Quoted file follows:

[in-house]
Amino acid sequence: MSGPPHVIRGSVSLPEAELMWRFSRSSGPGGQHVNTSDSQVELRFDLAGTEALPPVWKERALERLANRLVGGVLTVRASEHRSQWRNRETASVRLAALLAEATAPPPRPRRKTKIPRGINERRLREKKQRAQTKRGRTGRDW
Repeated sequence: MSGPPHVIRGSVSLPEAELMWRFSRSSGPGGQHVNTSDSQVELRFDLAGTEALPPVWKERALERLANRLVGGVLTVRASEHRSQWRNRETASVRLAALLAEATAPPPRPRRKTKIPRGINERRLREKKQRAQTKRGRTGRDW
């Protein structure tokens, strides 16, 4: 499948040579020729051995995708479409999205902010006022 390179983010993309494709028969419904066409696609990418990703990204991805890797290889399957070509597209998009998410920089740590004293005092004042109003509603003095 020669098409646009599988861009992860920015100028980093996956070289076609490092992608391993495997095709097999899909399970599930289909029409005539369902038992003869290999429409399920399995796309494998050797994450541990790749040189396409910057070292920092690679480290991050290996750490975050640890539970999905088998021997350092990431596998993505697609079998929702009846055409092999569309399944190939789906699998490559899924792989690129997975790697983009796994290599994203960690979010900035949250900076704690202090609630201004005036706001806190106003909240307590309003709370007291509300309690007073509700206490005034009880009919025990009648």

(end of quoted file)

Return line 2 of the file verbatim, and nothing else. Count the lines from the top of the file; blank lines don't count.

Amino acid sequence: MSGPPHVIRGSVSLPEAELMWRFSRSSGPGGQHVNTSDSQVELRFDLAGTEALPPVWKERALERLANRLVGGVLTVRASEHRSQWRNRETASVRLAALLAEATAPPPRPRRKTKIPRGINERRLREKKQRAQTKRGRTGRDW